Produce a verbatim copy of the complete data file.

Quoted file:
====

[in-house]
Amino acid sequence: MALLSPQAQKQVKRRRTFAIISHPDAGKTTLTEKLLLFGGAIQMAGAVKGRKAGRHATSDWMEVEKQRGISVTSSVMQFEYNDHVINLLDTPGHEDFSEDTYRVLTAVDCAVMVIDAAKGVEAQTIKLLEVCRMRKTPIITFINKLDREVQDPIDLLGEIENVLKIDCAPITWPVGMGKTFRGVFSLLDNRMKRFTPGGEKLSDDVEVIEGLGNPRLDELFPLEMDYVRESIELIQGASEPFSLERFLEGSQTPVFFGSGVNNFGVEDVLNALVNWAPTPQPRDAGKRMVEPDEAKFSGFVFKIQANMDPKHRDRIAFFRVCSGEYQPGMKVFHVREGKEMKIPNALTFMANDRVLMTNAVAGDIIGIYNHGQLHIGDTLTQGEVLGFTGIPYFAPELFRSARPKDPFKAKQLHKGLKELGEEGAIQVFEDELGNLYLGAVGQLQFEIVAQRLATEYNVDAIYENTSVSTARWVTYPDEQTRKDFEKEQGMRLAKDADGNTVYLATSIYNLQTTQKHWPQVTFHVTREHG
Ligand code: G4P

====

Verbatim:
[in-house]
Amino acid sequence: MALLSPQAQKQVKRRRTFAIISHPDAGKTTLTEKLLLFGGAIQMAGAVKGRKAGRHATSDWMEVEKQRGISVTSSVMQFEYNDHVINLLDTPGHEDFSEDTYRVLTAVDCAVMVIDAAKGVEAQTIKLLEVCRMRKTPIITFINKLDREVQDPIDLLGEIENVLKIDCAPITWPVGMGKTFRGVFSLLDNRMKRFTPGGEKLSDDVEVIEGLGNPRLDELFPLEMDYVRESIELIQGASEPFSLERFLEGSQTPVFFGSGVNNFGVEDVLNALVNWAPTPQPRDAGKRMVEPDEAKFSGFVFKIQANMDPKHRDRIAFFRVCSGEYQPGMKVFHVREGKEMKIPNALTFMANDRVLMTNAVAGDIIGIYNHGQLHIGDTLTQGEVLGFTGIPYFAPELFRSARPKDPFKAKQLHKGLKELGEEGAIQVFEDELGNLYLGAVGQLQFEIVAQRLATEYNVDAIYENTSVSTARWVTYPDEQTRKDFEKEQGMRLAKDADGNTVYLATSIYNLQTTQKHWPQVTFHVTREHG
Ligand code: G4P